It’s Thanksgiving 5k Time! Tips for Your Very First Event!

Well it seems just yesterday I challenged y’all to participate in a Thanksgiving Day 5k event and now here we are, with our 5k’s just around the corner! Great job to those of you who followed along with the weekly training plans, and thanks for sticking with it. I just registered my crew, so it’s official, we’ll be doing the Cottonwood Heights 5k in Salt Lake City, Utah. I’m most excited to see how 4 year old granddaughter Amelia does this year. She’s been having fun training for it, going out jogging with her mom, and she has lofty goals for herself.

Thanksgiving Day 5k

If you’ve never participated in a Thanksgiving 5k, I’ve put together a list of tips that might help, so you’ll know what to expect. Hope it helps!



Thanksgiving 5k’s are not serious events by any means. You’ll see all sorts of silly costumes or matching team shirts worn by groups of friends or family. It’s always a festive and relaxed atmosphere. While costumes aren’t required, they sure make the event much more fun for you and your tribe. Get in the holiday spirit and costume up your crew!




This will allow you to get your bib number pinned on in the comfort of your home, and if there’s a chip timer, you’ll be able to take the time to read the directions and get it attached to your shoelaces more easily. Even though it’s a fun run, you’ll still probably be a little nervous the morning of the event. The more you can do to prepare ahead of time, the easier it’ll be.



Since it’s a shorter race, eat lightly before you head out the door. Make sure you’re drinking lots of water an hour or so before the race, but limit your sipping 30 minutes before the event. You don’t want the discomfort of a full bladder to be what you most remember about your first 5k!



Parking can be a pain at these types of events, so it’s best to arrive early. Pay attention to any information you get from the race organizers about where to park and when they suggest you should arrive, to avoid the hassle of hitting blocked-off roads and full parking lots.



It’s November. Unless you’re one of the lucky ones down in one of the hot southernmost states, it’s probably going to be cold before the event, and you’ll want an extra layer for your warm-up time. But, give that layer to the family member who’s not participating, or quick run it back to your car before the race start. You don’t want to leave that extra layer on during the race. You’ll overheat and that can make for a pretty miserable run. Plan to dress as if it’s 20 degrees warmer than it actually is.



The starting line, even at fun runs, sort of has a system, though you probably won’t see signs on how to line-up. You know how exiting an airplane has an unspoken system? We all wait for the people on the plane seated in front of us to exit and then take our turn, even though there aren’t any signs or rules that we have to do it that way. Fun runs have their own unspoken rules, too. The fastest people are at the very front, right up to the official starting line. The walkers line up way in the back. And the rest of us have to guess where we feel we fit in between those 2 groups, slower runners to the back, faster runners closer up front. With chip timers (those things you attach to your shoe), you don’t have to worry about when you cross the start line after the gun goes off. The clock doesn’t start when the gun goes off. It starts once you and your chip timer cross the start. It’s always so funny at the annual race we do; it’s a huge one, and in more recent years we’re in the back of the pack with the grandkids with thousands of people in front of us. We hear the gun go off a block up the road and we assume the sprinters are taking off. We all get excited and start whooping and celebrating! The race has started, let’s go! We get poised to take off, but no one moves in front of us. We wait for what seems like forever (but really just a couple minutes), and then it starts taking so long you wonder if the sprinters will be back before you even get to cross the start!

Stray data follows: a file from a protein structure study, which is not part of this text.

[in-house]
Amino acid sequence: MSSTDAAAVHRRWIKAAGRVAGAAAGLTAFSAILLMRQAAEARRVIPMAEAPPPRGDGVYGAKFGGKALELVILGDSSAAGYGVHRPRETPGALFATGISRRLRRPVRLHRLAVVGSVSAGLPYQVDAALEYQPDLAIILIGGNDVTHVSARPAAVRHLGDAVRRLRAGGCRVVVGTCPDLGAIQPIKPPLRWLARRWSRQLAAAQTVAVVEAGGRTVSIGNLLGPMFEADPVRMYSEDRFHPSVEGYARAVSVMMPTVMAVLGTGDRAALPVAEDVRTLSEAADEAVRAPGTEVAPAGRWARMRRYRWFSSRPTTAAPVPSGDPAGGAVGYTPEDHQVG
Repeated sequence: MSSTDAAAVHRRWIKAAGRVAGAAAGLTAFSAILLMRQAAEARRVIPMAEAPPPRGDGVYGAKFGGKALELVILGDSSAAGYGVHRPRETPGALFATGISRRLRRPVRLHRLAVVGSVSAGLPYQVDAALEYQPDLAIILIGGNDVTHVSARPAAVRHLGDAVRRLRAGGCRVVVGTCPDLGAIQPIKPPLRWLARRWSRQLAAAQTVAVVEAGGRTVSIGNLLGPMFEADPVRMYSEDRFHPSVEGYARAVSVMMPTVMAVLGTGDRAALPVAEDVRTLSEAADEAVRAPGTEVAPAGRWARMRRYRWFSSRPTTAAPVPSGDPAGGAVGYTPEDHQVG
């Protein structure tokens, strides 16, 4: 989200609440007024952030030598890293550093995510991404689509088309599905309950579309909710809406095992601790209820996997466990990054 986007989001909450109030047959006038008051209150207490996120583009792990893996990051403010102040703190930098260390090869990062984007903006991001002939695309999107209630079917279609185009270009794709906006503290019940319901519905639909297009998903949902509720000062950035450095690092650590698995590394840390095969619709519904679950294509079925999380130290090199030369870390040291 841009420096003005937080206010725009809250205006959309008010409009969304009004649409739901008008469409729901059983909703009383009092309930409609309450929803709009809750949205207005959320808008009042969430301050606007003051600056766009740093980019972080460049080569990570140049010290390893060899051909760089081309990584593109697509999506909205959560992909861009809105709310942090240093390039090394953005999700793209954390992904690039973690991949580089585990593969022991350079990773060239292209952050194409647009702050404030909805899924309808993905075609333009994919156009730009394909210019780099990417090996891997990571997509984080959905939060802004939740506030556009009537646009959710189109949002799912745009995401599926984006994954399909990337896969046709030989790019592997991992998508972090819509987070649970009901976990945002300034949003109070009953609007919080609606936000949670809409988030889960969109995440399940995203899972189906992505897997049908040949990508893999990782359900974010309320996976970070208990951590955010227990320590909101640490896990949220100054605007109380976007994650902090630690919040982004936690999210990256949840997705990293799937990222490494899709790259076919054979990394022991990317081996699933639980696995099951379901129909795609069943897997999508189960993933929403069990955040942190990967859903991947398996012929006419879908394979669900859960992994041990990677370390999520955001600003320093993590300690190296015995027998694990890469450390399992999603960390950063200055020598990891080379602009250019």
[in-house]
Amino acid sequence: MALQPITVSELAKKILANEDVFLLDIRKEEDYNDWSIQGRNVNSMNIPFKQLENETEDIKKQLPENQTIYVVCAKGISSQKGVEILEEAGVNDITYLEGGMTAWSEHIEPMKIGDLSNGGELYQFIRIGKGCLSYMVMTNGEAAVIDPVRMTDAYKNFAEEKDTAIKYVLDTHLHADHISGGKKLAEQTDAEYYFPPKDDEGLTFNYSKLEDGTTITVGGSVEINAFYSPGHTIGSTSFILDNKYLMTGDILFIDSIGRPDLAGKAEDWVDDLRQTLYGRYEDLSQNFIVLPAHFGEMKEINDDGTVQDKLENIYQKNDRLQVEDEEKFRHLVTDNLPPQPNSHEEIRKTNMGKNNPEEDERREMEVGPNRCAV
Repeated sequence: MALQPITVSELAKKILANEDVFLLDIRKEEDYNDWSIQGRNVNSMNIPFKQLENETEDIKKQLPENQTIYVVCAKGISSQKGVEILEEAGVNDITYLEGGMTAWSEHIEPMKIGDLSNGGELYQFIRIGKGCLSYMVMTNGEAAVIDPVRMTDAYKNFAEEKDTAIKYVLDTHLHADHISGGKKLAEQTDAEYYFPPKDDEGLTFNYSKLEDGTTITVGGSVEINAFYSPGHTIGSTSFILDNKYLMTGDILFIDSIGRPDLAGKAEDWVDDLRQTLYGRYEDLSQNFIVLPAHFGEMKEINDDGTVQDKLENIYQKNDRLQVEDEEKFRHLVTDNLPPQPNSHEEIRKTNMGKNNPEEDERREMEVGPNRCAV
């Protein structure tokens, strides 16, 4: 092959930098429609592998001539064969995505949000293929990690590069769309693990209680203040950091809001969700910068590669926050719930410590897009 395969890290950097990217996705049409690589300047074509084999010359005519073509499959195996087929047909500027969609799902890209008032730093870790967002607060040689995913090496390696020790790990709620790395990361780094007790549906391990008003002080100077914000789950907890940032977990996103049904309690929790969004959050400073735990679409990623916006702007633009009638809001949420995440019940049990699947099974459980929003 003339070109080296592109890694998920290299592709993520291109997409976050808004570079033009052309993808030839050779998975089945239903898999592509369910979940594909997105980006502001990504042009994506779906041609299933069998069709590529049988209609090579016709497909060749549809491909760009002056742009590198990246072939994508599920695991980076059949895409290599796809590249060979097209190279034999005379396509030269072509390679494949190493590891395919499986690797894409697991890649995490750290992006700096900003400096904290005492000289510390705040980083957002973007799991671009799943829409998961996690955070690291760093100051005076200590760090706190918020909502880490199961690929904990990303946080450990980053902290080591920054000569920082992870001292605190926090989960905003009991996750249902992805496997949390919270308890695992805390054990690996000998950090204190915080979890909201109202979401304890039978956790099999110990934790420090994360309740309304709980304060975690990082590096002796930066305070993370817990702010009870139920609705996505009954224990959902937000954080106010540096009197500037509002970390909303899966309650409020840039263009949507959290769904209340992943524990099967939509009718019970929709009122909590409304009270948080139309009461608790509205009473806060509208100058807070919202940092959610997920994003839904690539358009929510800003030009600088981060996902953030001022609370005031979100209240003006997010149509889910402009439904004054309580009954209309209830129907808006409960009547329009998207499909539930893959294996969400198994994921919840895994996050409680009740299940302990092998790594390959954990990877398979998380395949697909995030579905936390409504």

Now that you’ve finally crossed the starting line, it’s on. You’ll be excited, and energized, and everyone around you is going so fast! Don’t get sucked into that starting line mentality. Slow down, and start out at about 10% slower than your normal race pace. Let yourself warm-up a little and settle into it. Gradually you can increase that pace. And if you do, you’ll start noticing you’re passing lots of people who passed you because they took off too fast at the start.



You’ll be surprised how the route itself can feel like one big party. You’ll end up meeting people along the route. There’s this collective bond with the strangers around you, like we’re all in this thing together, so be prepared to hear lots of encouragement along the way. And whenever I see kids, I try to pump them up and make them feel pretty special they can handle such a huge feat. “You are awesome little guy. You’re rocking it!” There’ll even be spectators along the roadsides with signs looking for high-fives, and there’ll be volunteers rooting for you.

By the time you hit the finish line, you’ll feel exhausted, but exhilarated. So just remember to be in the “now” and soak it all up. You did something that you’ve never done before and maybe you thought wasn’t possible. Enjoy that finish line feeling. And remember, it’s Thanksgiving. Be thankful!

Best of luck at your events, gang, and I hope have a blast! Happy Thanksgiving!

Stefany Adinaro is an RVing fitness pro and is the self-proclaimed “better half” of the Fit RV website. While she loves her RV adventures, her favorite adventure is being “Mugga” to grandbabies Amelia and Eli. When she's not on the road, you can find her training clients in Salt Lake City, Utah.

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